It’s a return the football this week and Friday’s Forgotten Footballer is former Premier League midfielder, Lee Bowyer. When his name is mentioned he is a man who can be remembered for many things but his quality as a footballer is something that can easily be forgotten.
During the Premier League there have been few better goal scoring midfielders from open play and Bowyer also delivered amongst Europe’s elite when Leeds United got all the way to the Champions League semi-final.
At his best, Bowyer was a brilliant footballer but he was often tarnished by off-field problems and was a man who often featured on the front page of British tabloids as opposed to the back pages. He was involved in trouble both on and off the field of play and unfortunately it’s for these reasons that he will be remembered as opposed to his footballing ability.
It was at Leeds United that Bowyer showed what he could do as a footballer. He enjoyed seven great years there as a player despite a few court appearances during that time.
Bowyer’s main qualities were his passionate style of play and his ability to score goals from midfield. He was also good at set-pieces and was at the heart of the team when Leeds regularly featured in the ‘top 4’ and even the title race from time to time. They mixed amongst the league’s best and Bowyer along with the likes of Harry Kewell, Mark Viduka, Rio Ferdinand and Robbie Fowler brought very good days to Elland Road. We all know what has happened to Leeds over the last few years in what is almost a tragedy in certain ways. It was ironic that Bowyer’s career took a similar path.
Bowyer’s biggest off-field incident involved teammate Jonathan Woodgate in the year 2000. Both players were involved in an assault outside a nightclub when the victim was left with serious injuries. Both players were charged and the whole process dragged out before sentences were finally issued. While Woodgate hardly played during this time, Bowyer thrived when many could have been heavily restricted. Football seemed to prove a great distraction as he scored six goals on Leeds’s run to the Champions League semi-final. These goals included winners against AC Milan and Barcelona. His Leeds career ended in 2003 and it’s safe to say that he never reached his heights again.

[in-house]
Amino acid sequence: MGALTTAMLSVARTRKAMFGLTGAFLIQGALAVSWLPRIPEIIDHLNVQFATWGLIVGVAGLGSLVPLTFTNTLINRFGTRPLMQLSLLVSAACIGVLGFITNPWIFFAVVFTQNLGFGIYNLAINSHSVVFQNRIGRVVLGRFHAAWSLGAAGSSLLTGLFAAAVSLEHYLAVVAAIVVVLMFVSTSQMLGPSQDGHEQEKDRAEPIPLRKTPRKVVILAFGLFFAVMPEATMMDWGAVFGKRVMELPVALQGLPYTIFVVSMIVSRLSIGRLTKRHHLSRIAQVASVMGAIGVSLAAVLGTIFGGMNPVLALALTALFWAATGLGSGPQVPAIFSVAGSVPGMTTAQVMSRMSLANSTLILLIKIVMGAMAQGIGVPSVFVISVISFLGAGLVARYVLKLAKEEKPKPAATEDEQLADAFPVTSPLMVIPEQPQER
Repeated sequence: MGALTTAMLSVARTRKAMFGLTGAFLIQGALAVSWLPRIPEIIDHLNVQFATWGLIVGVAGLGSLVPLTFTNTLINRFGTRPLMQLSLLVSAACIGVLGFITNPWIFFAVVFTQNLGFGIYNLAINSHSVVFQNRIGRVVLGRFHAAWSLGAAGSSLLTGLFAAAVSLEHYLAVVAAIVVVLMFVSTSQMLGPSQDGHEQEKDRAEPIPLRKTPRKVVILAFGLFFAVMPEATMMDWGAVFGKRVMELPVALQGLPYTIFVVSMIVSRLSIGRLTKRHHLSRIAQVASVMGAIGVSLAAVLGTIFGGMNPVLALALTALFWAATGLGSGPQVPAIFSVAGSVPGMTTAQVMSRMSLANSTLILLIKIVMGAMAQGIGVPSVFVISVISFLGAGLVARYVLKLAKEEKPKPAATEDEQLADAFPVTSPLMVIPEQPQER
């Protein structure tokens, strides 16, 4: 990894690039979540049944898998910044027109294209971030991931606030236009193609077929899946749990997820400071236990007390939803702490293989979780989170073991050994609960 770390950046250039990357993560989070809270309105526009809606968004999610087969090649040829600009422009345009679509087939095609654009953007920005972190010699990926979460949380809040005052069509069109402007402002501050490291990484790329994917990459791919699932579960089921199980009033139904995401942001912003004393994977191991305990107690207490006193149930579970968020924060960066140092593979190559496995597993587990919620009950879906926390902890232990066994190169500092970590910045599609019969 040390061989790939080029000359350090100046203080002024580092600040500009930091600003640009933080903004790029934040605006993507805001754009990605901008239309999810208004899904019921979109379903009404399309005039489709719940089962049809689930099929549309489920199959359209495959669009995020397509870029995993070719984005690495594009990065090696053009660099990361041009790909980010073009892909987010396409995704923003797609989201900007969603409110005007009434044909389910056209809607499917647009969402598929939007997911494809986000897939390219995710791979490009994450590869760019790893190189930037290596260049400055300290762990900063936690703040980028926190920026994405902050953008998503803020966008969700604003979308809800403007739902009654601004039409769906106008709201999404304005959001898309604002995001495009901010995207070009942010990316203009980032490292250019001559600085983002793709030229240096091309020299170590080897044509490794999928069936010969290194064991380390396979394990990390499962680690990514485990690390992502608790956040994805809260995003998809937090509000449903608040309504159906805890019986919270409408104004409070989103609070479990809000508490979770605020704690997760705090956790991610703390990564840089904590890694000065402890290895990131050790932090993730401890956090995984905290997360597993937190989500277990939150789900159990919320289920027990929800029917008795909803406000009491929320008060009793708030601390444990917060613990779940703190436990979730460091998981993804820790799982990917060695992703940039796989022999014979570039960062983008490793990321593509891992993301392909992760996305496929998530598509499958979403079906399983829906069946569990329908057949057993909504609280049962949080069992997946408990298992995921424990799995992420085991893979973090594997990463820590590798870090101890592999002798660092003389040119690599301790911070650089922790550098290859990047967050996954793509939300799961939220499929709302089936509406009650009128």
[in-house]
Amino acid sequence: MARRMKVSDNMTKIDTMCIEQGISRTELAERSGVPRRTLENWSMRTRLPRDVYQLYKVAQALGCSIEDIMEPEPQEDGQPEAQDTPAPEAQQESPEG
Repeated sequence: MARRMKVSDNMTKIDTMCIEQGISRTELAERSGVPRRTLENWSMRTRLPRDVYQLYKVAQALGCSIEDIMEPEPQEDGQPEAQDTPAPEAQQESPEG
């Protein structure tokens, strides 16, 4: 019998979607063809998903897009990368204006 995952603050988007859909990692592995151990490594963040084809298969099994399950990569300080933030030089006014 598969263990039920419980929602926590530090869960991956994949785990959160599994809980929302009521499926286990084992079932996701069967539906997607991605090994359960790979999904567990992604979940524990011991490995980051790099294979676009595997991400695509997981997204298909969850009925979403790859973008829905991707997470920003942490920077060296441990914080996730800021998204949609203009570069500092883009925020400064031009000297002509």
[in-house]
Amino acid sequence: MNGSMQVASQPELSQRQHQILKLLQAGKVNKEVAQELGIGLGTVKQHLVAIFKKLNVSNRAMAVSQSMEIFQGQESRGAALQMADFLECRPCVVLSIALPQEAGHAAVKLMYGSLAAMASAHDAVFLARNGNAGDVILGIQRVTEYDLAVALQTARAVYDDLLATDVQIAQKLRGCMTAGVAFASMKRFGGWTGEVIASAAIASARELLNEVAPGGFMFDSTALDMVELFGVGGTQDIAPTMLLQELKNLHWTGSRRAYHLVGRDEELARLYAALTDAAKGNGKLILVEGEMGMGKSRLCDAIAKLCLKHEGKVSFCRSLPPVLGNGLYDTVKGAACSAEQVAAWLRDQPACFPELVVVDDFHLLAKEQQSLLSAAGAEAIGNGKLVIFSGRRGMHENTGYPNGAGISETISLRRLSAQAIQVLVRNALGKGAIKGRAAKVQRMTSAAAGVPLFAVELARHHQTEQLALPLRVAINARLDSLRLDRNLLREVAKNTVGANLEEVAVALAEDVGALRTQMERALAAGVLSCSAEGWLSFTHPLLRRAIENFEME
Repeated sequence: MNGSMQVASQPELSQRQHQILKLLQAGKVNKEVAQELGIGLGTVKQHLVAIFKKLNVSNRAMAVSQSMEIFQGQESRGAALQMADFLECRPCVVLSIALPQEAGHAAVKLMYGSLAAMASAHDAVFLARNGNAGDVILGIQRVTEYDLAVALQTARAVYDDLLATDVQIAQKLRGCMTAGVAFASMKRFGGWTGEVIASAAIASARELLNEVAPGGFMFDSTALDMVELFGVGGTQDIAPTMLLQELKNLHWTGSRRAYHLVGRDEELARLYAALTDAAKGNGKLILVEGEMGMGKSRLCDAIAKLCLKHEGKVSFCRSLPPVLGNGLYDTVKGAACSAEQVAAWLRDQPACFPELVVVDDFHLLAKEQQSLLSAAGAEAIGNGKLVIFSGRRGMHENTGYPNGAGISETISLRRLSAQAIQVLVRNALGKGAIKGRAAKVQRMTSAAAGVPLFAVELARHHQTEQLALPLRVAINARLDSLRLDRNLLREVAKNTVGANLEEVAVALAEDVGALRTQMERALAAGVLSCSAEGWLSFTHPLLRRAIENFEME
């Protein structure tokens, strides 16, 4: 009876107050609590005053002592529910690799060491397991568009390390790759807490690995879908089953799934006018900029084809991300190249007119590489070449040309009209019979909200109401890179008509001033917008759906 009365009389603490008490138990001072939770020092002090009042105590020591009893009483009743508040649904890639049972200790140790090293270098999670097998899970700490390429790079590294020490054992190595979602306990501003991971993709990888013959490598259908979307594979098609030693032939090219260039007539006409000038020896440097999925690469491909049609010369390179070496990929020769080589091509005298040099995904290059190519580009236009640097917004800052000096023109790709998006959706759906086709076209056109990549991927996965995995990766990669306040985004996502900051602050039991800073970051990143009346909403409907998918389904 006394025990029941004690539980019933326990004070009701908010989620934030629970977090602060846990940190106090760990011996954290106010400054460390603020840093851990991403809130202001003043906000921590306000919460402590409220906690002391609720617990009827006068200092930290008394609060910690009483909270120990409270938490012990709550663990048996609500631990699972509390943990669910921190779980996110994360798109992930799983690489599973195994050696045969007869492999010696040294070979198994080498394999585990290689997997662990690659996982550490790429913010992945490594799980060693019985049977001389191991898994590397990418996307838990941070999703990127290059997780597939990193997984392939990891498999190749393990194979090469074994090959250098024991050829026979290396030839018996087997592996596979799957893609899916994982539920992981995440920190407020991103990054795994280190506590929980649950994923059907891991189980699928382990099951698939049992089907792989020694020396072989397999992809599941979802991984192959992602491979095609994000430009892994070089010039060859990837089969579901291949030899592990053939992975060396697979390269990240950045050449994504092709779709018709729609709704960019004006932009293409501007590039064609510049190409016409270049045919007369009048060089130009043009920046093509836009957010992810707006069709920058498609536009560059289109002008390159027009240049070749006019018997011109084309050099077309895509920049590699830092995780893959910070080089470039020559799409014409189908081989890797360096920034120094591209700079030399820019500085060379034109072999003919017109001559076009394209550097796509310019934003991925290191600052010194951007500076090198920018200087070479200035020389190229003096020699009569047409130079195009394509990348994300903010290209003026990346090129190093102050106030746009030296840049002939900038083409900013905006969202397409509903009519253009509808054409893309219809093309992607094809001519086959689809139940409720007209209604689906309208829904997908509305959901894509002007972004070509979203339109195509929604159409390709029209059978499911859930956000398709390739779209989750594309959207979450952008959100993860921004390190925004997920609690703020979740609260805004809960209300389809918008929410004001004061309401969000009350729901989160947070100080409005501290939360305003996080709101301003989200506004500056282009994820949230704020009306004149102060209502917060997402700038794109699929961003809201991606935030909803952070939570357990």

He initially moved to a struggling West Ham, his childhood club, on a six-month deal in an attempt to drive their run to safety in the Premier League. But Bowyer had very little impact and West Ham subsequently got relegated. He was a free agent that summer in 2003 and moved to Newcastle. It had the potential to be a very good move, but again Bowyer failed to have a big impact at the Toon Army. He spent three years at Newcastle where he will only really be remembered for his on-field punch-up with teammate Kieron Dyer. In a home game against Aston Villa, both players fought on the field in the middle of the game with both receiving red-cards and simply disgracing themselves.
Following that incident, the baggage the accompanied Bowyer was almost deemed to be too heavy. Despite his potential to be an asset, he always appeared to end up being a liability. He returned to West Ham after finishing at Newcastle. Spells with Birmingham City and Ipswich Town followed. His stint at Birmingham was some bit of a success where he won the League Cup and showed his goal scoring touch at times. He still had many discipline problems at one stage he held the record as the highest card recipient in the Premier League.
Bowyer’s career was not a total failure but he could have been remembered very differently. The reason why Bowyer could be considered a Forgotten Footballer, is because people will forget what a quality player he was when at his best. Too much is forgotten about Lee Bowyer which is a real shame. He will always be remembered for the wrong reasons.
When people ask; ‘what ever happened to Lee Bowyer?’, the answers will all be based around his fighting and misbehaviour and very little will be said about the player who wore his heart on his sleeve and provided multiple goals from midfield.
Sean Cremin, Pundit Arena.